Investment Jargon Buster
Plum is a finance savvy chatbot that uses AI to help you manage your money and be better off. In ‘Investment Academy’, find everything you need to know if you want to start investing with Plum. You can also join our Facebook group of people investing with Plum for more tips and advice from real users.
Brush up on the common terms and phrases used when talking about investments, so you can walk the walk AND talk the talk.
The chance that returns could be lower than expected on an investment. The more a fund will go up and down, the higher the risk level. High risk funds are more likely to go up and down in the short run. You can reduce your overall risk by spreading your investments over a variety of funds in different industries and types e.g. stocks and bonds.This is called diversifying your investment portfolio.
A collection of investments owned by an individual or company.
A set of specifically selected stocks (and sometimes bonds) that aim to achieve a specific investment result, like matching a risk level or covering a specific theme. At Plum they are split into Basic Funds - which are built around risk - and Advanced Funds - which are built around specific themes. Mutual funds give smaller investors better access to professionally managed portfolios by pooling their money. They are also diversified, reducing overall risk. Any returns each investor gets are proportionate to the amount they invested.
A financial company (e.g. Vanguard) which creates Funds, and manages them day to day.
ISA (Individual Savings Account)
A tax-beneficial investment or savings account. For investments we talk about Stocks and Shares ISAs. The returns you earn on your investments held in a Stocks and Shares ISA aren’t subject to capital gains tax.
There are some restrictions on your ISA. Currently you can place up to £20,000 into your ISAs and you can only pay into one of each type (Stocks and Shares, Cash, Innovative Finance, SIPP) each tax year. You can open a new ISA with a different platform each year if you want to, but you can still only pay into one of them each year.
As always, tax treatment is dependent on an individual’s circumstances and may be subject to change in the future.
GIA (General Investment Account)
These are a simple way to hold investments. They do not have any tax benefits and you pay income and capital gains tax in accordance with your financial situation. GIAs are useful if you have used up your ISA allowance because they have less restrictions and you can pay into them as many times as you like a year without an upper limit.
These words are both used to describe a small part of ownership of a company. The value of stocks/shares is affected by the performance of the companies. Stocks can fluctuate in value, but historically have given higher returns than bonds.
These are loans to companies or governments. By buying a bond, you are lending out your money to a company or government. The value of the bond is affected by the interest rate paid by the issuer (the one borrowing the money) which is contractually agreed. This is generally regarded as safer than a stock, as the interest rate (the return) is fixed, and you are not exposed to changes in value of the company. By adding more bonds to a fund, the manager reduces the overall risk, and in return gives up some potential return of riskier asset classes. Basic funds with Plum do this to build funds around different risk levels.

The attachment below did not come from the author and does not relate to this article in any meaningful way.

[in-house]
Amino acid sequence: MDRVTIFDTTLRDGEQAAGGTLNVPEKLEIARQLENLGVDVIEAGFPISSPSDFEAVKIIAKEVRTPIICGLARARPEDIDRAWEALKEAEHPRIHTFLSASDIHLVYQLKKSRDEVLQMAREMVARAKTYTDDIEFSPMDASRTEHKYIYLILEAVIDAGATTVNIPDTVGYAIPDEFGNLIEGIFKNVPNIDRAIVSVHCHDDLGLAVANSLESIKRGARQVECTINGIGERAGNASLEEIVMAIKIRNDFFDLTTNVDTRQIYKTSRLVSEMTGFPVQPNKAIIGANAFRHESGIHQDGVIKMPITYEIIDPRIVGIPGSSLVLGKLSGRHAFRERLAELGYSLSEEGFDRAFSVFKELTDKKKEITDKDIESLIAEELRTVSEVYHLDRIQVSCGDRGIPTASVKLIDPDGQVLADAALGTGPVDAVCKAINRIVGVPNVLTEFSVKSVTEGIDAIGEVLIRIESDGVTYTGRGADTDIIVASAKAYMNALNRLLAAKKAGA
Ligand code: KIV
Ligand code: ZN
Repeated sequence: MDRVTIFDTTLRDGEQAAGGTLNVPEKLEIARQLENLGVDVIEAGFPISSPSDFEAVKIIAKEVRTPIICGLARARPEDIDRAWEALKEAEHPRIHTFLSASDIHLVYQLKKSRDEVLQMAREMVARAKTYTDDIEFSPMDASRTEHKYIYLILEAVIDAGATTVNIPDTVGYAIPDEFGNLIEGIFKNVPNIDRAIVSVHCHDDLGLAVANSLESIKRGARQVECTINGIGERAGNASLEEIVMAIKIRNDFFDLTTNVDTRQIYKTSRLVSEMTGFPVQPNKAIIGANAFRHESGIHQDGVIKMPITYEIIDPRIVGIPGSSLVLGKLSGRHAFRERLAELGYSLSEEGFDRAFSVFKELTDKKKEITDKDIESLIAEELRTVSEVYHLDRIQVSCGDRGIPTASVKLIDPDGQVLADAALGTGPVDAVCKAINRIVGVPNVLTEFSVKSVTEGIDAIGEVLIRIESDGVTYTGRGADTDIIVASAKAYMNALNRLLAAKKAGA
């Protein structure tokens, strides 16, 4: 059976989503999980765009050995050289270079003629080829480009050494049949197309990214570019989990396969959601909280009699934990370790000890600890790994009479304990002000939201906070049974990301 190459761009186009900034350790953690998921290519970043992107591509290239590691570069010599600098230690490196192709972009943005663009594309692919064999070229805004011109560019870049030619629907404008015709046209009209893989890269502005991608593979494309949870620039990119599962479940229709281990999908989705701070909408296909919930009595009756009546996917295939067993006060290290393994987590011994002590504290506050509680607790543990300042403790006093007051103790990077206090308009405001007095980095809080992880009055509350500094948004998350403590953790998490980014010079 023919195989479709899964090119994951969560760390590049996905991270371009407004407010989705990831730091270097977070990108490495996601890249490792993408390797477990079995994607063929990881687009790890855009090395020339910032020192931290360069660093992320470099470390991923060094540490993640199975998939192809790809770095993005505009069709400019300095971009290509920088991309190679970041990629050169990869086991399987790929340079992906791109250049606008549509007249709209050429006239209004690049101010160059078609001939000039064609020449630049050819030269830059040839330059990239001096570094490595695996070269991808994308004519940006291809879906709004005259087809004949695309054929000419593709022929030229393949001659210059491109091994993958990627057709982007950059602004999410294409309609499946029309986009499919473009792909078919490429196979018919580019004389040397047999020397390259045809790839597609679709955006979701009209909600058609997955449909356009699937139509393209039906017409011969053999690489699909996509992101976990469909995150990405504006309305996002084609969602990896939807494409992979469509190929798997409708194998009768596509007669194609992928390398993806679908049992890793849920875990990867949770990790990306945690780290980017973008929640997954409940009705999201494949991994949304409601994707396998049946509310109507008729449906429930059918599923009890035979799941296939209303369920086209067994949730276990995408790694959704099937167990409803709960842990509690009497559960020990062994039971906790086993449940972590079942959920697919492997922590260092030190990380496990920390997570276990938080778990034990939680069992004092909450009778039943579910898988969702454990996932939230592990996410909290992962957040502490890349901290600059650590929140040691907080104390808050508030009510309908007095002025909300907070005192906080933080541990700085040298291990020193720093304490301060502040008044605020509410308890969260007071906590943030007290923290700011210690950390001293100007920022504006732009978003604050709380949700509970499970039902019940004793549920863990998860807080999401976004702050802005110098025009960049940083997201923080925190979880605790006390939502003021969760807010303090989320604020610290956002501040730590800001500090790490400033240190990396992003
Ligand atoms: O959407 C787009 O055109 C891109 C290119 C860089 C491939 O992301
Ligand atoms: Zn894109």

Money made or lost during an investment which can be expressed as a percentage of the money invested (e.g. 6%) or as monetary value (£50). If you invest in stocks the money you make or lose are called returns.
Money paid regularly at a particular rate for the use of money lent, or for delaying the repayment of a debt. If you invest in bonds directly they earn you interest.
This is the result of reinvesting returns from an investment, rather than cashing them out, so that returns in the next period is earned on the originally invested sum plus any returns made. This is why compound investing over the long term yields higher results.
For example, an investment of £1,000 on our Tech fund 5 years ago would have grown to £2,862 today if all returns were reinvested. If you had cashed out those returns, the fund would have only grown to £2,410. Be aware, that past performance is not necessarily a guide to future performance
Active vs. passive investing
Active investing means continuously buying and selling based on current affairs or new insights. The method here is that you believe that you can outsmart the market with short term decisions to grow your returns at a faster rate than the market naturally grows.
Passive investing means leaving your money invested in your selected funds for a few years and/or contributing to the same fund regularly for a long time. Overall markets tend to go up, so by leaving your money where it is you should grow your money with the markets. If you practice passive investing and the markets go down you leave your money in the fund and wait for the market to recover and continue to grow. Plum Investments is well suited to passive investing.
A monthly charge of £1 which Plum will charge for using the investment feature. This will be charged from your bank account monthly. Read more about fees here.
Fund Provider Fee
The underlying fee the fund charges. This will be charged daily in the fund price, so you won't notice an explicit charge, but this eats into the earnings on that fund.
Fund Management Fee
Monthly charge for the management of the funds of 0.15% charge monthly by our partner. This fee will be charged on the value of your portfolio monthly, and will be automatically deducted from your funds. The fees charged will be shown on your quarterly statements.